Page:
The British Geriatrics Society welcomes the recently published report by the All Party Parliamentary Group (APPG) on Hunger. The report highlights that malnutrition is most likely to arise among older people following an accumulation of setbacks – for example bereavement, illness, a loss of community transport services, and a nearby shop closing, – which leave them unable to access food easily.
Geriatric medicine has always recognised the importance of nutrition and sufficient intake of food and fluid in patient care. We hope that as a matter of urgency Government will seek to address the recommendations from the APPG so that malnutrition in older people, and those at risk of malnutrition, is identified and treated as quickly as possible. It is vital that the existing knowledge and expertise relating to the treatment of malnutrition is put into practice. The benefits of ensuring that preventative steps are taken at as early a stage as possible are significant in ensuring better health outcomes for older people.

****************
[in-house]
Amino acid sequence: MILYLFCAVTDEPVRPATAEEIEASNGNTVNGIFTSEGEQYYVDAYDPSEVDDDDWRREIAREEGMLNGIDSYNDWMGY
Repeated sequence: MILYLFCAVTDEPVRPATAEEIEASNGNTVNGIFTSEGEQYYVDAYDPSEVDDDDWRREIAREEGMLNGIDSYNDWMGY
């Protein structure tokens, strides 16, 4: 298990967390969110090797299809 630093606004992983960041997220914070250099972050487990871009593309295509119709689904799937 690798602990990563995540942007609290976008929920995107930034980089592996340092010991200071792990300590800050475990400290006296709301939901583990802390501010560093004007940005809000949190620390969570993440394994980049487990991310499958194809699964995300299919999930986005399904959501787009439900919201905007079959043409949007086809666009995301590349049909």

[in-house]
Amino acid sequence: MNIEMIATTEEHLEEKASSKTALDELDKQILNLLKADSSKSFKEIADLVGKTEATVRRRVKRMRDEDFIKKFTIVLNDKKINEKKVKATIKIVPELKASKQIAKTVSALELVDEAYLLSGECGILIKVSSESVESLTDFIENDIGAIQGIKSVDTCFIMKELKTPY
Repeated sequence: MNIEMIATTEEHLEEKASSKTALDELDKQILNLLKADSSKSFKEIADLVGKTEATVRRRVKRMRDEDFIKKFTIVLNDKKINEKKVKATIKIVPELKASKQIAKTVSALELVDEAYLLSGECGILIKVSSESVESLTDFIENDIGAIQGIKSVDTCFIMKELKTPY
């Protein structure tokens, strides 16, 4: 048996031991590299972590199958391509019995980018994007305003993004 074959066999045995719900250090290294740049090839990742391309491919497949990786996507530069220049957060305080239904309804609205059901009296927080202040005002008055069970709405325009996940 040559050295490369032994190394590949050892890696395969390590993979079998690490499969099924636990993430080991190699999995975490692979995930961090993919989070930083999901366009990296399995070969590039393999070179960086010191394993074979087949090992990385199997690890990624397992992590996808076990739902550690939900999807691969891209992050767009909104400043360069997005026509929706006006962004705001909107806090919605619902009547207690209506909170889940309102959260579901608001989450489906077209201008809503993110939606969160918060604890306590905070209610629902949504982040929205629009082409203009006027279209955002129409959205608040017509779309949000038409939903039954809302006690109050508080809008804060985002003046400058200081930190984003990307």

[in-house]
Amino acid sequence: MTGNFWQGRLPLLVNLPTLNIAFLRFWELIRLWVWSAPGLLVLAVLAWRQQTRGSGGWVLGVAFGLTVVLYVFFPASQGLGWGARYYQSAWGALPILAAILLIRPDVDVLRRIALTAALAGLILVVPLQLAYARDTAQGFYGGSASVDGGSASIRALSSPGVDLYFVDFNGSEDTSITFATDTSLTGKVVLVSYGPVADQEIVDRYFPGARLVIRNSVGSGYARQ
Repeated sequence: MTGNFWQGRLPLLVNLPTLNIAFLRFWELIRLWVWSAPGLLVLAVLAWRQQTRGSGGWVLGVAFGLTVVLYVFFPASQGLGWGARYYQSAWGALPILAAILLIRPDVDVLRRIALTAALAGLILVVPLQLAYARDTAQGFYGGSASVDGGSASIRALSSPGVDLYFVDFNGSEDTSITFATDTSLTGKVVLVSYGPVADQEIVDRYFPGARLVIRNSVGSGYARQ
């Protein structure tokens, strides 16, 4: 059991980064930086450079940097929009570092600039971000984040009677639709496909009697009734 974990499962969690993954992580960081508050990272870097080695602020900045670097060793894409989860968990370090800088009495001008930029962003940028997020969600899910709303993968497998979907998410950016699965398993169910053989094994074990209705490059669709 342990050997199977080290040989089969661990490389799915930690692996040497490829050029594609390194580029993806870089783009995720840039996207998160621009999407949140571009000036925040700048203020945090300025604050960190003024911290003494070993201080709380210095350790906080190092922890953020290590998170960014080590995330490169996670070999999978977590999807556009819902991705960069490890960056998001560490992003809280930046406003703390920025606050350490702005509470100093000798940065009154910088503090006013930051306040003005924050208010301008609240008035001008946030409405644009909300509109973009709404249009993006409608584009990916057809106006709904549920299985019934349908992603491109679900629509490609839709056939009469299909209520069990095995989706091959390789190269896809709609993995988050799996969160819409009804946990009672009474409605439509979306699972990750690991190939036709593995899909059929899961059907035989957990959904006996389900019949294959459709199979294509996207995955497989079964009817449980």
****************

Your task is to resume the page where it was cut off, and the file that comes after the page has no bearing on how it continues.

We recognise that this is a complex issue which requires investment, not only in ensuring that the expert guidance that exists for health and social care professionals is followed, but also in tackling some of the systemic barriers that currently prevent identification of older people at risk, such as those experiencing loneliness and social isolation.
Dr Eileen Burns, President of the British Geriatrics Society and a Clinical Director in Leeds Teaching Hospitals NHS Trust, commented:
“Many older people admitted to hospital show signs of not eating or drinking well enough, especially if they suffer with dementia. As well as being an issue in its own right this also predisposes the older person to falls and increases their susceptibility to infections. BGS endorses the call for better identification and management of malnutrition among older people.”